I had a bone to pick with Holland. Well, not actually Holland, but with an event that had taken place there about ten years previously. On a morning during which I spent over an hour standing in a dole queue in the rain in Camden Town in London, I received a letter from a Dutch friend enclosing an excellent review of my Wilde show – but performed in Amsterdam by some South African actor of whom I had never heard. I’d been soddin’ well bootlegged!! Not having the money to hire a minicab, let alone an international copyright lawyer, I let the matter slip. But it still rankled.
So, grudgingly, I felt that an invitation to tour the country by an Anglo-Dutch Friendship Society was a sort of olive branch. The main committee of the Genootschap Nederland-Engeland suggested that I might like to visit seven towns in eight days and perform Oscar as the highlight of each branch’s Christmas party. In the spirit of the festive season I agreed; my son Sean volunteered to come along as stage manager and security guard. What we failed to appreciate was that the trip would mean attending seven Christmas parties in a row.
The tour floated on a rising tide of tiredness, daily travel, variable performances, constantly changing accommodation, party highs, post-party ennui, and hangovers. We also had a ball.
1996 December: Gemeentemuseum, Den Haag
After a wintry North Sea crossing from Harwich to the Hook of Holland, we were met by our first host, a tall man aged 70 called Kees, and driven to stay overnight at his home in The Hague. We passed one area that looked much more recently constructed than the rest. Kees explained:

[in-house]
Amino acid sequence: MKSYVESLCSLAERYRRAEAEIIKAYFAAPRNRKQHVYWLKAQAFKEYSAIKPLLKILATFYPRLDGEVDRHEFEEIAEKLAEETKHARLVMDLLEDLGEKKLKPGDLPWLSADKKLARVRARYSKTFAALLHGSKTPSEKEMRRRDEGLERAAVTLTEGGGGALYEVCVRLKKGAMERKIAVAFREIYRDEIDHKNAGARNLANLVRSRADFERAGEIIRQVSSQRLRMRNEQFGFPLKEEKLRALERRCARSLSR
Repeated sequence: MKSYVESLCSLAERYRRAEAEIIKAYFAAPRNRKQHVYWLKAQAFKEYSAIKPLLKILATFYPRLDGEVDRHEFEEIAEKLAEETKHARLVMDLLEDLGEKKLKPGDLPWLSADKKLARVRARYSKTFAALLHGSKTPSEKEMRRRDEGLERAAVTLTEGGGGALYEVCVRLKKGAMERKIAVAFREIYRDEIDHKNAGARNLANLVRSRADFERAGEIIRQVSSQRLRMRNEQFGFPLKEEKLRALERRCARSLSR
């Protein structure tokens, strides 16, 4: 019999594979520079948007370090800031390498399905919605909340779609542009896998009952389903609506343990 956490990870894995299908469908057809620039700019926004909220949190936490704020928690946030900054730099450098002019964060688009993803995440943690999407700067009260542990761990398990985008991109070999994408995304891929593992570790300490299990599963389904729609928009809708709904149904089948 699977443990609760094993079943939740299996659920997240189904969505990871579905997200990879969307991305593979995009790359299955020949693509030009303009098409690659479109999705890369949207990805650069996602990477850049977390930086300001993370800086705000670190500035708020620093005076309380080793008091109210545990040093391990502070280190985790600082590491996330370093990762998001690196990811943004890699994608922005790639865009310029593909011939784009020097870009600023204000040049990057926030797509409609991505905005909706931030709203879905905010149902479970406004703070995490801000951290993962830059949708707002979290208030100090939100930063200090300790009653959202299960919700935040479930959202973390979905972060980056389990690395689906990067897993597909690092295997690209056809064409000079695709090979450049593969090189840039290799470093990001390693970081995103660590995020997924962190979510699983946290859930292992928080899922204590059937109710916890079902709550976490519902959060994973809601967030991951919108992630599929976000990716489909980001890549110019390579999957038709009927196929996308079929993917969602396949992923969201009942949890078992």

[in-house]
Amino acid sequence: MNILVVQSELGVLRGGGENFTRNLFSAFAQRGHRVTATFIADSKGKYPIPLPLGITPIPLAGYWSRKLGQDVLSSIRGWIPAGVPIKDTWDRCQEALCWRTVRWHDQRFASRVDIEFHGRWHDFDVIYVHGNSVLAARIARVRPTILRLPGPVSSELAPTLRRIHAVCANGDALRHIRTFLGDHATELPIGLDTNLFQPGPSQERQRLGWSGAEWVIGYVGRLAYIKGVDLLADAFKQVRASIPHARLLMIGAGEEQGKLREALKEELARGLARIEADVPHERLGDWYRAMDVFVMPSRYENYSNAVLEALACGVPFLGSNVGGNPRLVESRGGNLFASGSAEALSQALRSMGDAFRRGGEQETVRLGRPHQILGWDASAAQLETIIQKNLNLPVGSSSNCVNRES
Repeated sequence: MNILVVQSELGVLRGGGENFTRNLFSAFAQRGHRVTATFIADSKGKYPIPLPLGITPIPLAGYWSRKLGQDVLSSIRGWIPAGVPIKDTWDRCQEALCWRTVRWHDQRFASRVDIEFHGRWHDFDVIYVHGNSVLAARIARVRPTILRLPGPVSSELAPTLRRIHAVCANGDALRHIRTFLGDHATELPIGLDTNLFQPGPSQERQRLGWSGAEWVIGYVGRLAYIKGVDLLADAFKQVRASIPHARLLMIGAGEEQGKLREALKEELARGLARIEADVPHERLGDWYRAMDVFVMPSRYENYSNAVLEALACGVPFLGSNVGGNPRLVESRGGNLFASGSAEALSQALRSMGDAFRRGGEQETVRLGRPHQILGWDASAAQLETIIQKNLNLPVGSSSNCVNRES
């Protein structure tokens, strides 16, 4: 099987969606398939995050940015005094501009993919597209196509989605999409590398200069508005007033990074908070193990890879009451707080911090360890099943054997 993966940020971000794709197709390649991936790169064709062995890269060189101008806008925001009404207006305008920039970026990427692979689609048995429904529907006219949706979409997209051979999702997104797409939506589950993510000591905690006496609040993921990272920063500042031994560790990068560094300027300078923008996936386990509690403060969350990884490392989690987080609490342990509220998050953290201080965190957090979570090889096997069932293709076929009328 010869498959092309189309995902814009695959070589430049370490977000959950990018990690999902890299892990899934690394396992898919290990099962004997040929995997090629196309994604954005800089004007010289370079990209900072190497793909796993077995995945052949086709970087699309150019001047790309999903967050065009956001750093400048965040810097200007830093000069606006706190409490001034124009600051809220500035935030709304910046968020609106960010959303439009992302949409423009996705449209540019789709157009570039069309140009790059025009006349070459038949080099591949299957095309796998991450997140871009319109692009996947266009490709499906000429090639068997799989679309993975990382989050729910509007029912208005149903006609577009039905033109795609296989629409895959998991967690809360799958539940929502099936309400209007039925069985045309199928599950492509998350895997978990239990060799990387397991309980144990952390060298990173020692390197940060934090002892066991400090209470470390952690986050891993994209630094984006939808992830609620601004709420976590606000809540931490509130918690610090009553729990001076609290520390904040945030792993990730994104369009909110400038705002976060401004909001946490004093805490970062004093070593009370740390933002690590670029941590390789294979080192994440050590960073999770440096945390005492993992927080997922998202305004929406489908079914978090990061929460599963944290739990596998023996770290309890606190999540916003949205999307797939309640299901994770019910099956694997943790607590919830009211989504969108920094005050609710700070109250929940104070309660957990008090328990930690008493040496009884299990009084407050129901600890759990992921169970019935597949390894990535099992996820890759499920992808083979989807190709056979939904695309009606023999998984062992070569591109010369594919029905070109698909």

“During WWII, Den Haag was never bombed deliberately but one night the RAF got their co-ordinates wrong and destroyed about a quarter of the city.”
I mumbled a belated apology on behalf of the RAF.
It turned out that the liberation of Holland was almost as costly as its conquest. The Luftwaffe killed 920 citizens of Rotterdam in 1940 when it destroyed the city centre; cumulative Allied air raids over the following four years killed another 880. Despite this toll, when the British veterans of the Battle of Arnhem had visited the country recently (in 1994), thousands of Dutch people turned out to welcome them.
The venue on the following night was the Gemeentemuseum (translated as the Municipal Museum), a modern low-rise building which was home to the world’s largest collection of works by the painter Piet Mondrian. It was also home to a large dinosaur skeleton, the first sight to greet the audience as they arrived in the theatre foyer.
The theatre itself was the genuine article – proper lighting, proper sound system, proper stage – and a fair-sized auditorium seating 220. We managed to attract 178: not a bad haul. The performance was passable with no real problems and, as I came offstage to reasonable applause, I high-fived with Sean in celebration.
Outside, the crowd milled for the post-show mulled wine and Christmas carols. There were a lot of smiles and raised glasses as I joined them. I liked the quiet but friendly manner of the Dutch. On the other hand, the mulled wine was disappearing rapidly – they’d had a bigger audience than anticipated with consequent depletion of the booze supply, damn it. I finally managed to grab two large glasses and stood with one in either hand, looking suitably kitted as one of the drinking classes.